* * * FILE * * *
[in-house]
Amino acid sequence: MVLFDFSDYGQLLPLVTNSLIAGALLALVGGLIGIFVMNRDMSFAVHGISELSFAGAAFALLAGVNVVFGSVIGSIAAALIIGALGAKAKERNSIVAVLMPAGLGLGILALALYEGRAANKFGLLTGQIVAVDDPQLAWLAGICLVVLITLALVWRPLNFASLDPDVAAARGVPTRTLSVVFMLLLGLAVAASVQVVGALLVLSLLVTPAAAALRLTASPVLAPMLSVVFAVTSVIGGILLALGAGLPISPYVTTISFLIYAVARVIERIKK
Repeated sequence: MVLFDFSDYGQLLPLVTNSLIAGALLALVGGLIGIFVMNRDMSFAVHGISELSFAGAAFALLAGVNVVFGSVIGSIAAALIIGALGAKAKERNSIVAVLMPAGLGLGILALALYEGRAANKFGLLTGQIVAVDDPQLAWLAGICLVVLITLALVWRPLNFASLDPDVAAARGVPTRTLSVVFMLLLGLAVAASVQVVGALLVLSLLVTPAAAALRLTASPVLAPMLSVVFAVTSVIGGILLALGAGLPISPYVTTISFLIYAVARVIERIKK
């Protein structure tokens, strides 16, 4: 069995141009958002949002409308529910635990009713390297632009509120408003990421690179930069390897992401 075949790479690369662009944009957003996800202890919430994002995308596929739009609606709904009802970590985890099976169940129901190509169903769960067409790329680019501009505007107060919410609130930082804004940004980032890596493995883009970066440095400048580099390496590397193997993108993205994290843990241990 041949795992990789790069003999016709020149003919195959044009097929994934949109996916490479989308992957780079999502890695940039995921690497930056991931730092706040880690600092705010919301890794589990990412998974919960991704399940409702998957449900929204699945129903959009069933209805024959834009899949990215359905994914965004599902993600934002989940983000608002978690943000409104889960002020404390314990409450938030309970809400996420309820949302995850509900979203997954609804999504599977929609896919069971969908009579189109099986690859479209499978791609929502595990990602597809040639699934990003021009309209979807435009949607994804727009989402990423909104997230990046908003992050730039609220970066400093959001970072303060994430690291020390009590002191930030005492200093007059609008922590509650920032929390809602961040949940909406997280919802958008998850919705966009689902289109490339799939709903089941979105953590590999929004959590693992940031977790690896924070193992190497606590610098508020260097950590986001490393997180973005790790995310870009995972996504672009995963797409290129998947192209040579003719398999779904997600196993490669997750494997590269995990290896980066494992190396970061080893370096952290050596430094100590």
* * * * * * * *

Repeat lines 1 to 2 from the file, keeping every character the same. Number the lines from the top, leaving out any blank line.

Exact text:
[in-house]
Amino acid sequence: MVLFDFSDYGQLLPLVTNSLIAGALLALVGGLIGIFVMNRDMSFAVHGISELSFAGAAFALLAGVNVVFGSVIGSIAAALIIGALGAKAKERNSIVAVLMPAGLGLGILALALYEGRAANKFGLLTGQIVAVDDPQLAWLAGICLVVLITLALVWRPLNFASLDPDVAAARGVPTRTLSVVFMLLLGLAVAASVQVVGALLVLSLLVTPAAAALRLTASPVLAPMLSVVFAVTSVIGGILLALGAGLPISPYVTTISFLIYAVARVIERIKK